Los Angeles lawmakers unanimously voted Thursday for a nearly $8.6-billion budget plan that would boost funding for the Fire Department, tree trimming and street and alley cleanup while stashing more money in reserves.
At a Thursday hearing, Councilman Paul Krekorian said the budget for the 2015-16 fiscal year, which starts July 1, would allow the city to fill 350,000 potholes, trim 57,000 trees, preserve 2,400 lane-miles of pavement and hire 270 firefighters.
Krekorian heralded the budget as a sea change from the dire finances of years past, saying that city leaders had worked diligently to chip away at ongoing deficits by shrinking the city workforce, undertaking pension reform and finding other long-term savings.
But he warned that they should remain financially cautious: The upcoming budget does not account for any future raises that could be bargained with employee unions, many of which are locked in negotiations with the city. Budget deficits are still predicted for several years.
“While there’s much good news in this, there’s also reason to continue to be conservative, continue to be careful about what we do in our budget,” Krekorian said Thursday.
The plan is largely similar to the budget proposed last month by Mayor Eric Garcetti, which uses a modest boost in tax revenue to increase spending on public safety and city infrastructure. Revenues for the main day-to-day budget — the city general fund — have been estimated to rise roughly 5% over the previous year as the economy revives.
Garcetti thanked the council for working with him on the plan and praised it as “a back-to-basics budget that is balanced, sets our reserve fund at a record high, and makes the prudent investments we need for more services, infrastructure and jobs in Los Angeles.”
The budget approved Thursday includes $9 million for a Clean Streets Initiative to pick up trash and clean alleys, $20 million to fix sidewalks, an additional $55 million for the Fire Department, an added $10 million for affordable housing, and more than $4.5 million for body cameras for L.A. police officers, Krekorian said.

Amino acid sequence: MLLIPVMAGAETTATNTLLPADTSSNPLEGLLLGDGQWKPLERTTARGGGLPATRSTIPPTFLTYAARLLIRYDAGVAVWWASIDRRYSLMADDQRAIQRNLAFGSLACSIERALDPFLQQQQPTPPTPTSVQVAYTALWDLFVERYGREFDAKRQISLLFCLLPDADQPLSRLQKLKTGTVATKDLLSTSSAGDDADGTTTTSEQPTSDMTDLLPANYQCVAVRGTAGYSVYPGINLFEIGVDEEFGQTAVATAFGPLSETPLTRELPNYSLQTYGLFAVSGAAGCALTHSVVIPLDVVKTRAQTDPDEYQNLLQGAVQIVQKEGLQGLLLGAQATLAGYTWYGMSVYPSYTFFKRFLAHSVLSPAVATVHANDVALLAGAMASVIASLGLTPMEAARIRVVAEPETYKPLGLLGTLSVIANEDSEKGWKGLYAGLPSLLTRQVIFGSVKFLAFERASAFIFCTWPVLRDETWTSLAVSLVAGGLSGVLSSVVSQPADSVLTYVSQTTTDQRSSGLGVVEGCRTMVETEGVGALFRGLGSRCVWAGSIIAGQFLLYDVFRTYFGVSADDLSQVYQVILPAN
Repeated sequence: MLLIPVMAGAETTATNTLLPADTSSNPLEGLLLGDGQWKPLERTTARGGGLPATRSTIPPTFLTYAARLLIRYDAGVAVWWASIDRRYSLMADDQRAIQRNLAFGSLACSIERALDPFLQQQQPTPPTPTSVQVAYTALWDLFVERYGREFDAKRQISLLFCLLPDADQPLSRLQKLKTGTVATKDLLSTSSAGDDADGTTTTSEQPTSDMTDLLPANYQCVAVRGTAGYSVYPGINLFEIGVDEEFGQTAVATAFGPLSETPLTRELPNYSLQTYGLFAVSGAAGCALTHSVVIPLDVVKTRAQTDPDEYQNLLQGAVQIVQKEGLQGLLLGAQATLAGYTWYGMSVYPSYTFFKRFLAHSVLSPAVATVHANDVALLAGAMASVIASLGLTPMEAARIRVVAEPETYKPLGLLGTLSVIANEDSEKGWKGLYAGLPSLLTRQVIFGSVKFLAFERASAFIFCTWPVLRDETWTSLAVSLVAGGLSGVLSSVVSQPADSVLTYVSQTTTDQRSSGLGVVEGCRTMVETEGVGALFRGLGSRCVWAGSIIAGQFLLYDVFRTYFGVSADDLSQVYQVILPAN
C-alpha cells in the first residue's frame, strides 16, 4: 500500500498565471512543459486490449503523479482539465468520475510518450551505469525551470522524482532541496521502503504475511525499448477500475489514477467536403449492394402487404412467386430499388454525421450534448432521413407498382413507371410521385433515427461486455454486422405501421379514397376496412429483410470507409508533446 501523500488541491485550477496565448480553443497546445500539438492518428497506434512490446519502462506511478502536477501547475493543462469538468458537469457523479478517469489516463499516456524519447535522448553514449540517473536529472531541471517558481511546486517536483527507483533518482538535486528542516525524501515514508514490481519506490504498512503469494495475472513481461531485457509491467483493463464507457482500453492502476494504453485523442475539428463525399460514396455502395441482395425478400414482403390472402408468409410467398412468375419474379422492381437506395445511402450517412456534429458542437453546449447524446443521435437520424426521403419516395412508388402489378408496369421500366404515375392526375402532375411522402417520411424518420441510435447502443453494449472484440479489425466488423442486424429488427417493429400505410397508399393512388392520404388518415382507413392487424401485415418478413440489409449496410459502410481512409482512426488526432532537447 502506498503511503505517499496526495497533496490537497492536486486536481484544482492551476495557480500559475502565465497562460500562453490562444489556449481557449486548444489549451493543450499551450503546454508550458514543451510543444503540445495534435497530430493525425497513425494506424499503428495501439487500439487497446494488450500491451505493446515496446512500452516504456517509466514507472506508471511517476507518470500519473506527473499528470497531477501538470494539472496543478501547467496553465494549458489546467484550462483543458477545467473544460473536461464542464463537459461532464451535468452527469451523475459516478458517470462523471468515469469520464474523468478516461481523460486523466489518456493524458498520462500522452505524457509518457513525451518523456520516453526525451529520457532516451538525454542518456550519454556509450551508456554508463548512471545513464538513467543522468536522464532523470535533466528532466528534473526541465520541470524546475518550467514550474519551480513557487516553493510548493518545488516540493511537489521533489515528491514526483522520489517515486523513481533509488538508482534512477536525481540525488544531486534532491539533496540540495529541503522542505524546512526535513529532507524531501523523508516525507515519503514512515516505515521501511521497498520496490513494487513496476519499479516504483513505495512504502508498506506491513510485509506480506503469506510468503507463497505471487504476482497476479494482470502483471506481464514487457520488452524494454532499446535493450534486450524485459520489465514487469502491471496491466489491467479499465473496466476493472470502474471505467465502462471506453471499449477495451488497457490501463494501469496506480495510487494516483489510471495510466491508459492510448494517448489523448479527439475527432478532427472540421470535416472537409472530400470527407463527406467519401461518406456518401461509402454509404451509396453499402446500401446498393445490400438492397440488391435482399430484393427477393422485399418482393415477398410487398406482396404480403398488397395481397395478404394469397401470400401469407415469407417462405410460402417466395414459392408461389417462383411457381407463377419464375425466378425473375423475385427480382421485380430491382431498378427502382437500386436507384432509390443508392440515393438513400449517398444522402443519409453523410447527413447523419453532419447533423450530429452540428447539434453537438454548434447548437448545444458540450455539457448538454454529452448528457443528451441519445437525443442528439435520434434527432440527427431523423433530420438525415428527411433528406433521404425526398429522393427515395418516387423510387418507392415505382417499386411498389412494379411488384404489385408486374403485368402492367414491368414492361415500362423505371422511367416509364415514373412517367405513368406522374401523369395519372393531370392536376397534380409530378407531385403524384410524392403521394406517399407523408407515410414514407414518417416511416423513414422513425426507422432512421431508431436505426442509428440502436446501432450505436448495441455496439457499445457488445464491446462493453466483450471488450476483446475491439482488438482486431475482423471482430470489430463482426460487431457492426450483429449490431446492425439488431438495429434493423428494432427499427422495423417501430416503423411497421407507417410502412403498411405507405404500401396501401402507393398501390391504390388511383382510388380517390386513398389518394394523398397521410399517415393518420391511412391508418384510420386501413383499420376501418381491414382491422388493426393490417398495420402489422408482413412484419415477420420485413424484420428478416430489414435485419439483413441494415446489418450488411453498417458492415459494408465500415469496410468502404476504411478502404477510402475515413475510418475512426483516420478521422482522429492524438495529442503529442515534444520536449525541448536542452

Council members also made tweaks to the Garcetti proposal, including adding $2 million to speed up the hiring process for city employees and providing $500,000 to reduce a fingerprinting backlog at the Police Department. They also restored millions in funding for community programs that were once covered by federal grants, including those that shelter people fleeing domestic violence, remove graffiti, assist people with HIV/AIDS, and help day laborers.
Councilman Mike Bonin said in a statement that the plan begins to restore neighborhood services and “spares several crucial programs that suffered crushing cuts in their federal support.”
That added spending will be paid for from an additional $50 million that was identified by city analysts after Garcetti made his initial budget proposal, including a revised, higher forecast for property taxes and money left unspent by city departments.
But the bulk of that added money went into reserve and budget stabilization funds, bringing the total of such reserves — already the highest amount and percent budgeted in the last two decades of city history, said City Administrative Officer Miguel Santana — even higher.
“We know that there will be an economic downturn,” Krekorian said in explaining why the council increased city reserves. “It's only a question of when it occurs.”
Such reserves played a big role in plugging the budget gap this time around: The mayor proposed using $80 million in such funding to help close the originally projected deficit of $165 million for the coming fiscal year. (The amount of reserve money used ultimately totaled $56 million after the council’s changes.) But even with that transfer, officials said, reserves remained flush.
Firefighters union President Frank Lima praised the increased funding for the Fire Department, saying in a statement, “Mayor Garcetti and the City Council have shown that they understand the importance of our Fire Department and our dedicated first responders.”
The Fix LA Coalition, which includes labor unions and community groups, issued a statement from member Sheila Flory saying that the budget “finally takes a step in the right direction, but even with the new funding our city of Angels will be playing catch up for years to come.”
Budget officials say Los Angeles is on track to wipe out its year-over-year, or “structural,” deficit by mid-2018.
The budget plan approved Thursday will be formalized in a resolution that the council will vote on again before it goes to the mayor for final approval.
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